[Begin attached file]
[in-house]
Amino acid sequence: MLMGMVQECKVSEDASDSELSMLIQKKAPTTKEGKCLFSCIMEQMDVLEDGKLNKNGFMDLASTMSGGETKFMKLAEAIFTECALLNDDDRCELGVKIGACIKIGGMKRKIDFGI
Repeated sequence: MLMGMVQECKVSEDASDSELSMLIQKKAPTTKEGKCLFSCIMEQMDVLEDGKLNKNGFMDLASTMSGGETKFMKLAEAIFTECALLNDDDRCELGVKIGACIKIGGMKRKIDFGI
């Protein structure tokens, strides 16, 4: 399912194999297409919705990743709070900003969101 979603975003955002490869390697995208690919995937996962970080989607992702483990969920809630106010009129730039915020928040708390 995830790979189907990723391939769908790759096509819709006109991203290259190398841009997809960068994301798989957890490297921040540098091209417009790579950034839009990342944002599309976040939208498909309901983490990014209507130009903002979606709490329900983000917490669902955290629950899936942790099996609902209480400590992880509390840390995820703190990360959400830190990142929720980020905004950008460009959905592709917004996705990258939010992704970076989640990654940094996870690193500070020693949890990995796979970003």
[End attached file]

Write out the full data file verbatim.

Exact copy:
[in-house]
Amino acid sequence: MLMGMVQECKVSEDASDSELSMLIQKKAPTTKEGKCLFSCIMEQMDVLEDGKLNKNGFMDLASTMSGGETKFMKLAEAIFTECALLNDDDRCELGVKIGACIKIGGMKRKIDFGI
Repeated sequence: MLMGMVQECKVSEDASDSELSMLIQKKAPTTKEGKCLFSCIMEQMDVLEDGKLNKNGFMDLASTMSGGETKFMKLAEAIFTECALLNDDDRCELGVKIGACIKIGGMKRKIDFGI
């Protein structure tokens, strides 16, 4: 399912194999297409919705990743709070900003969101 979603975003955002490869390697995208690919995937996962970080989607992702483990969920809630106010009129730039915020928040708390 995830790979189907990723391939769908790759096509819709006109991203290259190398841009997809960068994301798989957890490297921040540098091209417009790579950034839009990342944002599309976040939208498909309901983490990014209507130009903002979606709490329900983000917490669902955290629950899936942790099996609902209480400590992880509390840390995820703190990360959400830190990142929720980020905004950008460009959905592709917004996705990258939010992704970076989640990654940094996870690193500070020693949890990995796979970003």